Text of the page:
This generator will produce an unmodulated sine, or a 400 Hz or 1 kHz tone from an internal oscillator; there’s also a panel jack for an external modulation input. There’s also the frequency analog output, which produces a voltage proportional to the frequency of the output, and the Freq Shift input which can be used as a remote frequency vernier or to produce an FSK/NBFM signal. It’s “ham radio FM”, not broadcast FM, but it might come in handy if I need to align a communications receiver at some point.
The output ranges from 50 kHz to 80 MHz in 7 bands. The replacement counter is bright and easy to read, and there’s dual-speed tuning plus a fine tuning adjustment near the frequency read-out. It’s pretty stable once warmed up, but it does take about an hour to stabilize.
Inside, it’s a well built machine. There are shop notes written on the cover to the left: it looks like this one was reconditioned on 1/5/2014 and sat around for a few months before coming to live with me. The tuning mechanism is under the shield, with the tuning knob and band switch passing through the plate.
One cool upgrade is the N3ZI Compact Counter, which replaced the Nixie Tube frequency counter this was originally fitted with. The original counter was good enough for what it was, but nixie tubes require a high voltage power supply along with a variety of high voltage logic chips that haven’t been made for decades and really never appeared in any other kind of equipment; they also tend to go bad over time and go bad due to other failures in the high voltage circuitry. All of that means that it’s generally not worth the trouble to fix up a nixie tube display. Swapping the nixie tube counter out for a modern counter saves time, money, power and weight. The shop calibrated the counter against their GPSDO for accuracy and I checked it against my bench counter and it’s spot on.
Underneath the cover, there’s a board, and the power supply for the N3ZI compact counter. Underneath on the bottom of the unit, there’s a few more pieces of gear. The HV power supply components have been removed, since there’s no need for an HV supply with the digital counter.
Quality work. A bunch of discrete transistors, and a few early op-amp ICs in Ceramic DIP packages, along with plenty of adjustments. It looks like it was aligned perfectly as the internal counter and my external counter perfectly tracked each other through the whole tuning range. Hopefully these close-up board photos of the LogiMetrics 921A circuit boards will be helpful to someone – according to various forum posts, the service manual is a bit hard to locate.
You can never have too many oscilloscopes; this GoldStar OS-904RD 40MHz dual-trace analog oscilloscope is a recent gift. There’ll be a post about it separately at some point, but I used it to check out the output waveforms on the LogiMetrics. It produces beautiful, clean, accurate RF envelopes. Here’s 430.2 KHz modulated by 1 KHz at 50% modulation:
It is a bit large, so I’ve had to rearrange my bench to make room, but it’s going to be great. It certainly will beat the EICO in any task, hands down, and has a greater frequency range than my Sencore AM/FM Stereo Analyzer which only works on the U.S. AM and FM broadcast bands. I’m going to get a lot of use out of this while aligning shortwave and amateur receivers.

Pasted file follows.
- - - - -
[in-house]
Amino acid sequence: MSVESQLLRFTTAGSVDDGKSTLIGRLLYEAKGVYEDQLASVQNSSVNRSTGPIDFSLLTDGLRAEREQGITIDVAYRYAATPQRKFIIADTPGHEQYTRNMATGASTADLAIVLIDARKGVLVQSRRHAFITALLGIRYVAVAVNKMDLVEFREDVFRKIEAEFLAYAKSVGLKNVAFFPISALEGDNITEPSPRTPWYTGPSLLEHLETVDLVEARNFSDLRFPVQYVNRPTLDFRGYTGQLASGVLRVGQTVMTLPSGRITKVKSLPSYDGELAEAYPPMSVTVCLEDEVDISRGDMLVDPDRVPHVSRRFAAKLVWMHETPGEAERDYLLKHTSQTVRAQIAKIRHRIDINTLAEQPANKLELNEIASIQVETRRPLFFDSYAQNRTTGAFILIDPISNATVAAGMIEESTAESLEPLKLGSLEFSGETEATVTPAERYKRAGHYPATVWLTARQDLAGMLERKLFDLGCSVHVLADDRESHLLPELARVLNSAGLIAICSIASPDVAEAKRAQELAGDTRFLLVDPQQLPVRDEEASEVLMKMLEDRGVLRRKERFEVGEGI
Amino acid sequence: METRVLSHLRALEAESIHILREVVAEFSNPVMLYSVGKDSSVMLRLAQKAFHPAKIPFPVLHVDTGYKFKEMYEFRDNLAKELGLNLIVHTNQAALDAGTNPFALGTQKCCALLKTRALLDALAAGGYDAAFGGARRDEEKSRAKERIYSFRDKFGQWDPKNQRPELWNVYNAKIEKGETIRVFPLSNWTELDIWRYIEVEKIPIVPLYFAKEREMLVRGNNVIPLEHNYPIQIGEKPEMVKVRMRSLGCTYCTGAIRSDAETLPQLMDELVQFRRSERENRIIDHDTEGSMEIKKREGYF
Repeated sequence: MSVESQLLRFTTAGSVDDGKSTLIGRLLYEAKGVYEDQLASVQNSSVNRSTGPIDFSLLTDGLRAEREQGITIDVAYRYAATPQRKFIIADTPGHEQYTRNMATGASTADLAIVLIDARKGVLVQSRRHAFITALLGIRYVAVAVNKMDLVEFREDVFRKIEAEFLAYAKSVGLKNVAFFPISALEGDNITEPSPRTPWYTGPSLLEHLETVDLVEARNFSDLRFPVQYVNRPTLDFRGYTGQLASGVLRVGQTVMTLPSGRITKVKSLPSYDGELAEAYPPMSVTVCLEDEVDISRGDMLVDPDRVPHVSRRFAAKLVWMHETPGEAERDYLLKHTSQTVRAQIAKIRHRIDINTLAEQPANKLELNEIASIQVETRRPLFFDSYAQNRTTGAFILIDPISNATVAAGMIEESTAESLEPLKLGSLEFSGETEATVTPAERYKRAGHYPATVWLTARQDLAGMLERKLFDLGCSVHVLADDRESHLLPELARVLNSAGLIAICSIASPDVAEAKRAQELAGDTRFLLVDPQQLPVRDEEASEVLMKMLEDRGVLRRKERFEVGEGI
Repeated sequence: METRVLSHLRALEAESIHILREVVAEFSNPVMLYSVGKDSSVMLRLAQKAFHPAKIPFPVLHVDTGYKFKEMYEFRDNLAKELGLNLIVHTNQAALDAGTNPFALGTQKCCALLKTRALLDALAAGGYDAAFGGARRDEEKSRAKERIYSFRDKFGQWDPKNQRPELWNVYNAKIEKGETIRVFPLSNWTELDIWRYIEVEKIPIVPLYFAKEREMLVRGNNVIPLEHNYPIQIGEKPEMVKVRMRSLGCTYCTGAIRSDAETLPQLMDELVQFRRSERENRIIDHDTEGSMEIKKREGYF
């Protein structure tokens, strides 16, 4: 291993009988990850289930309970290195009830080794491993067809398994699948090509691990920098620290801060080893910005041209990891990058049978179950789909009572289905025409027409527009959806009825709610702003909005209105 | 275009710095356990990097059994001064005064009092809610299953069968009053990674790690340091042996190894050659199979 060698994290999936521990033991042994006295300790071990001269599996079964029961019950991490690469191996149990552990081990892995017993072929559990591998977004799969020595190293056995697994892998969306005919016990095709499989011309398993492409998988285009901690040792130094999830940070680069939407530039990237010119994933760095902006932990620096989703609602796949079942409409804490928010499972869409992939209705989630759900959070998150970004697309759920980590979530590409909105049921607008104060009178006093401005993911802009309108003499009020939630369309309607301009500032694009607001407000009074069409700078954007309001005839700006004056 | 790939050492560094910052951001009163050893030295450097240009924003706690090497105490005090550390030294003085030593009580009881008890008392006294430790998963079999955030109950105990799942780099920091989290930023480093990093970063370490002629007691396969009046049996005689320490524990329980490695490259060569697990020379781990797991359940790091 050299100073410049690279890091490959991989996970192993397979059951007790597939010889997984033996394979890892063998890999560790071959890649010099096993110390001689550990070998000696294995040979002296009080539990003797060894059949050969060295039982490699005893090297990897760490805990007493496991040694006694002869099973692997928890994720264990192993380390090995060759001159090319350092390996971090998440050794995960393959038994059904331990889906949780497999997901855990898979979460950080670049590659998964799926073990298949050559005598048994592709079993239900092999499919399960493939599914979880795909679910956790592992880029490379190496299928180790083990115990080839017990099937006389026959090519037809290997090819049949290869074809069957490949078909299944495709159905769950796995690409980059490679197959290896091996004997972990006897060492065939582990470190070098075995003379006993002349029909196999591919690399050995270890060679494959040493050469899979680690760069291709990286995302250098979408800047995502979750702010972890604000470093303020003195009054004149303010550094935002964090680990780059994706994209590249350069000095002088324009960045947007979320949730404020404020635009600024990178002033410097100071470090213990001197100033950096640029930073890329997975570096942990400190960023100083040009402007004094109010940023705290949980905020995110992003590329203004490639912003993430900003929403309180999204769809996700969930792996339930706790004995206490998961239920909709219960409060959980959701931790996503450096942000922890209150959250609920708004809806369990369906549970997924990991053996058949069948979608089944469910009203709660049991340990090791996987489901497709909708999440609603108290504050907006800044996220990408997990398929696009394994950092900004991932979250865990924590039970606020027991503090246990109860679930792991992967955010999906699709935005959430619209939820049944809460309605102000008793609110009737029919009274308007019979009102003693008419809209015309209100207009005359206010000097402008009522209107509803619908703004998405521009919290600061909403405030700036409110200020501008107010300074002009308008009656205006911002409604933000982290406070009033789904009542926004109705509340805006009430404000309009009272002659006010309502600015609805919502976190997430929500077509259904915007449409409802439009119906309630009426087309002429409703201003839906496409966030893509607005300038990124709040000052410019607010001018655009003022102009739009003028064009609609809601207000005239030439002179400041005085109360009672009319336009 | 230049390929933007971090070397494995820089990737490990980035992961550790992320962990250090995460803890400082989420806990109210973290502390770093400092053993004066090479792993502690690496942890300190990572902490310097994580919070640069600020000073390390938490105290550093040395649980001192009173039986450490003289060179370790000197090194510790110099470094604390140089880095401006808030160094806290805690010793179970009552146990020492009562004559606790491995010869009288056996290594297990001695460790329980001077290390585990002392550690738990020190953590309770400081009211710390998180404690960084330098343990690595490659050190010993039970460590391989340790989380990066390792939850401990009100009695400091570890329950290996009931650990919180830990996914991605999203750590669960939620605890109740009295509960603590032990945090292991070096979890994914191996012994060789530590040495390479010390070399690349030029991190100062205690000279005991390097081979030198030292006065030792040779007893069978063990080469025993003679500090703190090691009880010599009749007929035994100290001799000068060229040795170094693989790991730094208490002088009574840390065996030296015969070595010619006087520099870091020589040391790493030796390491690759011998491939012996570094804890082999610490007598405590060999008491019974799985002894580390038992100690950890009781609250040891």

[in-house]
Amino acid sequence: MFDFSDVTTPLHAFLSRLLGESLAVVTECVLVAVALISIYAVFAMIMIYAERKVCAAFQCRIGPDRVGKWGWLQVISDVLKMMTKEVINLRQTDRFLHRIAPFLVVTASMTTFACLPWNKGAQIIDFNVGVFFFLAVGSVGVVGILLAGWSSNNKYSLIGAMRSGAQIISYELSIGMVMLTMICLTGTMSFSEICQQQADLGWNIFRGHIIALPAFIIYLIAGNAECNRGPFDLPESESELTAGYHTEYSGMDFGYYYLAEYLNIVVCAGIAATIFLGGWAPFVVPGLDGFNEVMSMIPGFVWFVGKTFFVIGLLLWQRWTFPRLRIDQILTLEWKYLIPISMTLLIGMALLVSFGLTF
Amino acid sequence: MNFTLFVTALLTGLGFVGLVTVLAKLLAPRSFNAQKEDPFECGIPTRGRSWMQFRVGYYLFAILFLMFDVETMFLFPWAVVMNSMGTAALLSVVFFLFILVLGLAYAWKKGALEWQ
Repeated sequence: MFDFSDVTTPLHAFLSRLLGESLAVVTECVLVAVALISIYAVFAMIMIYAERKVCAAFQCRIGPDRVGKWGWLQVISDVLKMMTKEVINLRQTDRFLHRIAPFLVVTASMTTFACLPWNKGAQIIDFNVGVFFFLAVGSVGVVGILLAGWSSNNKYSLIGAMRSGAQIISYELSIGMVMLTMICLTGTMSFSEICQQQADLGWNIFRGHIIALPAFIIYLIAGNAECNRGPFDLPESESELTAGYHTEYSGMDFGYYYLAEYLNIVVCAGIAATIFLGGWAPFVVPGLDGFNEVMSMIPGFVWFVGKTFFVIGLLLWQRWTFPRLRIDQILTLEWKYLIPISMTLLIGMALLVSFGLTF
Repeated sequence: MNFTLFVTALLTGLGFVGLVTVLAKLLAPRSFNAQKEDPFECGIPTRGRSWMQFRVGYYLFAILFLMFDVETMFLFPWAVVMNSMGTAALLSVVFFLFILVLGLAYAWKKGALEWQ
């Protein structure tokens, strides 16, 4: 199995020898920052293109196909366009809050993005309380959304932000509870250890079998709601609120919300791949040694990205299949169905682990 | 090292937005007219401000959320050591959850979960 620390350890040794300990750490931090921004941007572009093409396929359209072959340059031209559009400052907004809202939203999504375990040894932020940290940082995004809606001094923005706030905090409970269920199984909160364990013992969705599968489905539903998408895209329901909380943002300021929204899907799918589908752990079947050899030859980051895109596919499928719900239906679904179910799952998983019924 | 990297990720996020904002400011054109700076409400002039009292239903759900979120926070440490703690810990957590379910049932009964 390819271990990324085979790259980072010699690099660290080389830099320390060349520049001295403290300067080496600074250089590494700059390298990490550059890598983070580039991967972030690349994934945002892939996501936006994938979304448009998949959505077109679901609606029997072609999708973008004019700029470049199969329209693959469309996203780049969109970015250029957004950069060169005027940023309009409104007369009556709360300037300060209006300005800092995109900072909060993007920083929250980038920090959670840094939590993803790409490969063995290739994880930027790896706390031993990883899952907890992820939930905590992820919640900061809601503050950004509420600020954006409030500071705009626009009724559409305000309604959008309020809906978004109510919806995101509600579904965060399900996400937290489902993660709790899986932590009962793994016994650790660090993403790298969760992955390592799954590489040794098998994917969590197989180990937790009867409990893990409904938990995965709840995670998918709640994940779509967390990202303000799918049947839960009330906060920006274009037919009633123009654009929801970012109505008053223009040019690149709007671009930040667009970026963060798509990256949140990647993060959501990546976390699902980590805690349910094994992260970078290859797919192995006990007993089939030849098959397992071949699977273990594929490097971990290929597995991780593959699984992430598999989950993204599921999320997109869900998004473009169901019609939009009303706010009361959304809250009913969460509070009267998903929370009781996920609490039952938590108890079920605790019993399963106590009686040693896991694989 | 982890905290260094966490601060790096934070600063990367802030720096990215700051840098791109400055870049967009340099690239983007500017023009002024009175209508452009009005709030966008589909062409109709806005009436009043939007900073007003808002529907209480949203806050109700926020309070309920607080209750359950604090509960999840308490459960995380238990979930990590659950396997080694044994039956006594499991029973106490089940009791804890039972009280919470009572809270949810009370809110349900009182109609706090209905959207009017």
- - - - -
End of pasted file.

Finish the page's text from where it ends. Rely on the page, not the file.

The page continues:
I hear these are likely to drift a bit, and mine does seem to go about 200 Hz low as it warms up. The counter in the photos is showing 430.2 KHz, when the generator was set to 430 KHz and re-tuned over about an hour, so it’s definitely shifted some, but like any piece of precision equipment some time to warm up and stabilize is key. The seller already has another one for sale, and it’s the slightly enhanced model which I believe has an external 10 MHz timebase input on the back – great if you have a precision external timebase lying around.
Right on the heels of the launch of the new iPhone 6, T-Mobile announced another round of initiatives to attract new customers and improve their service. And let me tell you, it really is pretty revolutionary: free WiFi calling and texting on every phone, from any connection anywhere in the world – with seamless hand-off from wifi to cellular if you go out of range. This is FANTASTIC. No more reception issues in basements or shielded buildings where there’s poor service. No international roaming charges or losing contact when you leave the country.
Just one thing, though: my T-Mobile G-2, launched in 2010, had this same feature! It was one of my favorite things about T-Mobile, and the G2 phone itself, and I was incredibly disappointed when the non-knowledgeable retail salespeople at the local branch office assured me that all T-Mobile phones in 2012 supported this, no problem, it’d be just fine! It turns out they were “incorrect”, and I’ve been without this important feature for a few years. It came in handy at home, where I could switch over to wifi and use much less battery power; and it was very handy while traveling to the Philippines for work several years ago without losing touch with my U.S. contacts.
I wonder what took them so long to roll it out to a broader audience. Regardless of why, though, it’s here now! If you’re shopping for a new carrier, I couldn’t recommend anyone above T-Mobile. I’ve been a completely satisfied customer for over 6 years starting with the original Android phone, the G1, and look forward to what they’ll come up with next.